Author: Annalisa Berta
Publisher: University of Chicago Press
Drawing on their own research as well as scientific literature including evolutionary biology, animal behavior, ecology, anthropology, psychology and neuroscience, two cetacean biologists submerge themselves in the unique environment in which whales and dolphins live.
Author: Hal Whitehead,Luke Rendell
Publisher: University of Chicago Press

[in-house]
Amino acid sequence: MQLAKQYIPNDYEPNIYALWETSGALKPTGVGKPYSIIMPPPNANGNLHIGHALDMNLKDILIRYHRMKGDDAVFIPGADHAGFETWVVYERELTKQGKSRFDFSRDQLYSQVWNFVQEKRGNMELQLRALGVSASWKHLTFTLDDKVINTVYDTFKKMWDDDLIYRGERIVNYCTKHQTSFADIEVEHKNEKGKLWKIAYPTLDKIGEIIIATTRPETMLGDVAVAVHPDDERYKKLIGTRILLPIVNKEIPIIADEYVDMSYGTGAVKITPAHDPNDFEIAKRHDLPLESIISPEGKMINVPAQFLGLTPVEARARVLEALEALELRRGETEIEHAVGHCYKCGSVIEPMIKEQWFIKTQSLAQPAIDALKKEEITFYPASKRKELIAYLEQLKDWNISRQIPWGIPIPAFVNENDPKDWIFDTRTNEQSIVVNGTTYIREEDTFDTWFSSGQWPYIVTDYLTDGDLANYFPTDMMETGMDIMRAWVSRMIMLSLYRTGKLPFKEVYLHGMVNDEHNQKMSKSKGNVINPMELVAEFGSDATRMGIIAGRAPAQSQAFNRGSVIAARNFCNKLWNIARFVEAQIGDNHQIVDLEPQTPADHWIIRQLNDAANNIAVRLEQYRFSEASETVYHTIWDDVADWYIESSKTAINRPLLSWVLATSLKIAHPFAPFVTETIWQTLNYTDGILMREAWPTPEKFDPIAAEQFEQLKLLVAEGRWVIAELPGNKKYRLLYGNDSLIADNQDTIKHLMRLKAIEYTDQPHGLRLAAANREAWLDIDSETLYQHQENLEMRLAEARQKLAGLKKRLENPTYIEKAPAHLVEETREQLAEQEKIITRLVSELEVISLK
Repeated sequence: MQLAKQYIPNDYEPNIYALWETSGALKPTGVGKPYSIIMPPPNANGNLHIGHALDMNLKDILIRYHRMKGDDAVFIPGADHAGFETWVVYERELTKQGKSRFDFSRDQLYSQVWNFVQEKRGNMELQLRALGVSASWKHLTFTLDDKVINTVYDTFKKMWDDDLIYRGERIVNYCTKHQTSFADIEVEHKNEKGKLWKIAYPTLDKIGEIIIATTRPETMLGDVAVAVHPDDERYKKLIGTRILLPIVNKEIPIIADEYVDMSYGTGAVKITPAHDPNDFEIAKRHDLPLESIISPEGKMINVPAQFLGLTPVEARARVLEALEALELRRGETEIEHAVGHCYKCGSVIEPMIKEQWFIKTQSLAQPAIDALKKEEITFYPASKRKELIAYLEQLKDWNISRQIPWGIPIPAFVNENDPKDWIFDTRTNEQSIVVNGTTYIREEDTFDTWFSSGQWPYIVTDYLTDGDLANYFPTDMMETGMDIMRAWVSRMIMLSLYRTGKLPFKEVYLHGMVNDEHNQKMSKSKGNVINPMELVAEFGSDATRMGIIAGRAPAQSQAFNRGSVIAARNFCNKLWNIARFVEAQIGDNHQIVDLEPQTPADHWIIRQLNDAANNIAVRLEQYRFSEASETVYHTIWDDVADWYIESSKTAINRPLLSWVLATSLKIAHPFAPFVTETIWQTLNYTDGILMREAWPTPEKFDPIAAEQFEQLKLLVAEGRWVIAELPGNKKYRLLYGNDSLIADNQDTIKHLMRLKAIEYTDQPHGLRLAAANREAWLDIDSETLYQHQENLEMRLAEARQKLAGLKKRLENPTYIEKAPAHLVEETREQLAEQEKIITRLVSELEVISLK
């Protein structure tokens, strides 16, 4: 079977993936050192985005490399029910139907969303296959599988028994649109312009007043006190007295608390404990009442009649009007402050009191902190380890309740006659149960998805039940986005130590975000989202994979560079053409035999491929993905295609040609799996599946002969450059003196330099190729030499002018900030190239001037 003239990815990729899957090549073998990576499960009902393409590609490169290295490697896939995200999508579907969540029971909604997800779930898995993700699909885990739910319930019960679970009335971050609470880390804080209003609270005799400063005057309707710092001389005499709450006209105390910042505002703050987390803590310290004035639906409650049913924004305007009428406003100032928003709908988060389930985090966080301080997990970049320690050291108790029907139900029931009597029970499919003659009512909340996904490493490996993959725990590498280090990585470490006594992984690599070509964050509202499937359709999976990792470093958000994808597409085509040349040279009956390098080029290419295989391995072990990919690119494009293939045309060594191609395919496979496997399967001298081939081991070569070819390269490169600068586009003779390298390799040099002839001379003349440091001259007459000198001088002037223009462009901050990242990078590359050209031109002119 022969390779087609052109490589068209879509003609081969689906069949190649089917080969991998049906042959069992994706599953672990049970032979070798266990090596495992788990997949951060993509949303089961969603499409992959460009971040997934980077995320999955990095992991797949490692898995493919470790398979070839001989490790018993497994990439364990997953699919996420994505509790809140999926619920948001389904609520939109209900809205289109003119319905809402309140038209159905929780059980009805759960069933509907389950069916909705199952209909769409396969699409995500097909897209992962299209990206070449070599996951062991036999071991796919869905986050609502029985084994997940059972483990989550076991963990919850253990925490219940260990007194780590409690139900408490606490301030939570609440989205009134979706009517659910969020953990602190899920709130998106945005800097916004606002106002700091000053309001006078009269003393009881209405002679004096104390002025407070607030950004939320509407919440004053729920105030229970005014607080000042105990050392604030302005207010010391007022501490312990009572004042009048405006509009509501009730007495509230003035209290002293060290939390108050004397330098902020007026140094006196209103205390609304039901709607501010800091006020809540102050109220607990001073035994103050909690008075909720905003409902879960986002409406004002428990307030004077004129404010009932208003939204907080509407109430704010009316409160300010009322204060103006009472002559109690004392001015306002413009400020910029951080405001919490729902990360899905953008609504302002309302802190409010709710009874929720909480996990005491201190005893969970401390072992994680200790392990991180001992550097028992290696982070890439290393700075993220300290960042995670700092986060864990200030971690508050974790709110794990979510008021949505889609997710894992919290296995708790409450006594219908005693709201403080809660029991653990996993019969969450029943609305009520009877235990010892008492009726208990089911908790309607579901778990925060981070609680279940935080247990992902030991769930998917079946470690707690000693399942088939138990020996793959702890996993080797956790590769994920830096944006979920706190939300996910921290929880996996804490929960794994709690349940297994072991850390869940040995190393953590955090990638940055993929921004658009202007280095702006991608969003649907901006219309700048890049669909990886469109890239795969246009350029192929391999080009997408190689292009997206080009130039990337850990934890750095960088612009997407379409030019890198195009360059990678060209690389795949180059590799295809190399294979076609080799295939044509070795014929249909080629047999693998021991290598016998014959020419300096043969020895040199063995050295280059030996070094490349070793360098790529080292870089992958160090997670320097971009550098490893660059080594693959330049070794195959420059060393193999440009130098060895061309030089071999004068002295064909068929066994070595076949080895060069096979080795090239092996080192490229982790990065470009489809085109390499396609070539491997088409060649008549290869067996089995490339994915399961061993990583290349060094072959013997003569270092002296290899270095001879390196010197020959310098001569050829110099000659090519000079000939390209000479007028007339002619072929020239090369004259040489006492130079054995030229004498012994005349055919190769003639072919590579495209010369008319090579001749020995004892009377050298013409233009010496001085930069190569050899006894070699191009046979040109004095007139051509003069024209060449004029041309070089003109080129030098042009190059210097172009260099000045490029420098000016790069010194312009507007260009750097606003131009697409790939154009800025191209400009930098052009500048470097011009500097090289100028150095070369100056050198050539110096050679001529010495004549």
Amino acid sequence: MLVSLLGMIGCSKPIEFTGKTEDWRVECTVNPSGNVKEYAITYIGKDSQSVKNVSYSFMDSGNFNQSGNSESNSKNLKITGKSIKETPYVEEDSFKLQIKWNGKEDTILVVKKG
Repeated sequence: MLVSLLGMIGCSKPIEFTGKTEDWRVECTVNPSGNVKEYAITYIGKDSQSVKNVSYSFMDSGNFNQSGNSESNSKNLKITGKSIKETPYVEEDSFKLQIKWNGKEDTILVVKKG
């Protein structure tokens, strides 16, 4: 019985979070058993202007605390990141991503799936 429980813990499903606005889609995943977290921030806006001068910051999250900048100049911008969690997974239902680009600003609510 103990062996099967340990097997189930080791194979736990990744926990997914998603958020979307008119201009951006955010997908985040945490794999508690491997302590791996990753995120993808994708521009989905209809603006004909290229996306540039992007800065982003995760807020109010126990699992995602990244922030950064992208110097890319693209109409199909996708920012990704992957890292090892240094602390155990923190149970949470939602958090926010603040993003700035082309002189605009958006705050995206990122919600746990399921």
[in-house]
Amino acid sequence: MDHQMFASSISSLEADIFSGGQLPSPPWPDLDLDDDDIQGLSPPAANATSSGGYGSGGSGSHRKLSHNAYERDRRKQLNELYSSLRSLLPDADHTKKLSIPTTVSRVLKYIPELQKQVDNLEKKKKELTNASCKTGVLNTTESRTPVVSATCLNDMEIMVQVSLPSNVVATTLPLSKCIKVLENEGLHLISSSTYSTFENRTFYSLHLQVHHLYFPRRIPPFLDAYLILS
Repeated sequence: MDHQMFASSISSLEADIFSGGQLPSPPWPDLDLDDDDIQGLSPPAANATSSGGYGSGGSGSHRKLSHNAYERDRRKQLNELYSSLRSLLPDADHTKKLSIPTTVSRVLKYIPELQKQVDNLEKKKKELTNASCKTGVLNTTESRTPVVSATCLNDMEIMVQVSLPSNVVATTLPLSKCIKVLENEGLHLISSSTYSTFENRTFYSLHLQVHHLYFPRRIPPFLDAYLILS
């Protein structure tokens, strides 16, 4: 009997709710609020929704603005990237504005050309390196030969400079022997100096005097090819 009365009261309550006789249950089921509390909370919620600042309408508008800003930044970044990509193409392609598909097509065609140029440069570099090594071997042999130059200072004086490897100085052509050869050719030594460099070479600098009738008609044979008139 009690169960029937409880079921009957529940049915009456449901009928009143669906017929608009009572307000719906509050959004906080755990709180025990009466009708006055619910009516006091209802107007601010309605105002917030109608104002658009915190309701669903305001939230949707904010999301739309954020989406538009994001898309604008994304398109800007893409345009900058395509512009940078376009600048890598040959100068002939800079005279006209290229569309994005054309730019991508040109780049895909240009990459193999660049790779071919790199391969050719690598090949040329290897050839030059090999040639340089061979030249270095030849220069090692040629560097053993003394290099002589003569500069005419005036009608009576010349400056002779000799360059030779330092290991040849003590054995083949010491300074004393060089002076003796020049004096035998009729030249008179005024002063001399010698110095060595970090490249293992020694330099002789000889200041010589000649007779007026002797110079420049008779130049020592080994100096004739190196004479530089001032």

The Anatomy of Dolphins: Insights into Body Structure and Function is a precise, detailed, fully illustrated, descriptive, and functionally oriented text on the anatomy and morphology of dolphins. It focuses on a number of delphinid species, with keynotes on important dolphin-like genera, such as the harbor porpoise. It also serves as a useful complement for expanding trends and emphases in molecular biology and genetics. The authors share their life-long expertise on marine mammals in various disciplines. Written as a team rather than being prepared as a collection of separate contributions, the result is a uniform and comprehensive style, giving each of the different topics appropriate space. Many color figures, which use the authors’ access to wide collections of unique dolphin and whale material, round out this exceptional offering to the field. Includes high-quality illustrations, drawings, halftone artwork, photographic documentations, microphotos, and tables detailing dolphin anatomy, function, and morphology Facilitates education and training of students of all basic research and applied sciences dedicated to marine biology and the medical care of marine mammals Brings together the current knowledge and information on this topic, including those in obscure past or non-English publications, or scattered in short chapters in volumes Covers a number of delphinid species and serves as a useful complement for expanding trends in molecular biology and genetics